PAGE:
History of loudspeaker loudspeakers


Created on 05/04/2015 10:23 PM.

Updated on 16.02.2020 16:05.

Author: A. Grudinin.

The most important structural elements of loudspeakers have remained unchanged since their invention at the beginning of the last century. Modern electroacoustics entered the market with the invention of the telephone by A.G. Bell and T. Watson in 1876. And although since then the improvement of electroacoustic transducers (that is, loudspeakers) has been the topic of an endless series of scientific studies and articles, much more than those devoted to any other element of the sound amplifying path, there are practically no fundamental changes.

Speaker history began in the distant 19th century.

The first patent application for a moving coil electrodynamic structure was filed in 1877, and for an electrodynamic loudspeaker in 1898.

However, these inventions did not receive practical application at that time – there was not yet a sufficiently powerful source that would allow shaking the head of a moving coil loudspeaker.

Commercial models did not appear until the 1920s when tube amplifiers became available. The first electrodynamic loudspeakers had high impedance coils, woven suspension and DC powered electromagnets. Some technical historians point out that the first electrodynamic head, as close as possible to its modern design, was patented in 1925 by the company General electric

Rice. 2. Patented speaker design by General Electric Corporation (GE)

Externally, the speaker designs for bass and treble are different, but contain the same components. The woofer has a metal (less often plastic) frame, which is also called a basket for its shape or a diffuser holder – this is already its purpose.

Diffuser windows allow free air flow at the rear of the diffuser. In the absence of windows, air could act on the moving system as an additional acoustic load, reducing the low frequency response.

The technology for manufacturing the diffuser is determined by the power and dimensions of the head.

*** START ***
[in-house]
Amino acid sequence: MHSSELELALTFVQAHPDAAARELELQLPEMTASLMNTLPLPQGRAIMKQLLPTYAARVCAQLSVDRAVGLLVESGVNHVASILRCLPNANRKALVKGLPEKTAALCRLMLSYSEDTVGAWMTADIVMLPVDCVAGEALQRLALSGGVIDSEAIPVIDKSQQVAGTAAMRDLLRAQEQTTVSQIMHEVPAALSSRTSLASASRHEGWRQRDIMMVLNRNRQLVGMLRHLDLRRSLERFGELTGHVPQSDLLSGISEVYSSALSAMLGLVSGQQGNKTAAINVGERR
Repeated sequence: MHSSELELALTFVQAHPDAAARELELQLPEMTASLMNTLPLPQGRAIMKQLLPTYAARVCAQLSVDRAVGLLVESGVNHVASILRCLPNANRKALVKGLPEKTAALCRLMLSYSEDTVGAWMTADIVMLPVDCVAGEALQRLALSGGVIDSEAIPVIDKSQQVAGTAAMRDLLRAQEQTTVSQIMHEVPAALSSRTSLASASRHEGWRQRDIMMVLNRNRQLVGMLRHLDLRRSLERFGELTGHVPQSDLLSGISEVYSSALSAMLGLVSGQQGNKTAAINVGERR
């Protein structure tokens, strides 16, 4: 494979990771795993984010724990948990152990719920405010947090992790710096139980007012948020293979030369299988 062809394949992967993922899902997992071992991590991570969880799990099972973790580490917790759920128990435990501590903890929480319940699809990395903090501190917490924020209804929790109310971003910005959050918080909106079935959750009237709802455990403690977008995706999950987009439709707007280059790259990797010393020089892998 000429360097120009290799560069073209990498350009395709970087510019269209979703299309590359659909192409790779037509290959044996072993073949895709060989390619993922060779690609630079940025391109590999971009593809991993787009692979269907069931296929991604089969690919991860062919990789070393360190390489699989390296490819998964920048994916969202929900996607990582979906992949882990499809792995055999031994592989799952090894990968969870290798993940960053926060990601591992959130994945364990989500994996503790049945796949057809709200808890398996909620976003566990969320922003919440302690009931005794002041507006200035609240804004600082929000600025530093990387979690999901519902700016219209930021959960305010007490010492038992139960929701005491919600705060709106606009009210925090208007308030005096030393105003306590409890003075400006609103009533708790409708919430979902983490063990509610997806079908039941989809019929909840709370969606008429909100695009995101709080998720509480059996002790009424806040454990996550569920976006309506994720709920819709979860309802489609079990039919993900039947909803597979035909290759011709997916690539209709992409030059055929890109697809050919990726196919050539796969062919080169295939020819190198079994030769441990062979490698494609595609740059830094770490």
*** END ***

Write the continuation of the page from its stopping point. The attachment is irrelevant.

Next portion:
The main requirement is to provide a rigid structure, free from vibrations that can cause overtones. From this point of view, it is better to use cast structures made of metals or composite materials.

A conical diffuser is fixed to the frame, usually made of paper (in fact, from shredded wood), clean or filled with plastic and, less often, metal or ceramic.

A sleeve (impregnated paper or metal) is attached to the rear (narrower) part of the cone, onto which the voice coil is wound.

The voice coil is usually wound in two (less often – four) layers of copper or aluminum wire in enamel insulation on the frame (sleeve) and fixed on it with varnish. Typically, standard round wire is used, but for very heavy-duty heads, rectangular wire is used to provide almost 100% gap filling. Modern materials are widely used in the assembly of the head moving part.

For example, UV-cured polymer adhesives are used to glue the voice coil bobbin to a ceramic or metal dome.

The coil leads are connected to the contacts on the connection board using special, very flexible wires.

Despite ongoing research in materials science, most woofer and midrange drivers, which are similar in design but differ in size, use paper pulp cone diffusers. In addition, materials such as polypropylene, bextrene, and more recently light metals (aluminum, titanium, magnesium) are used.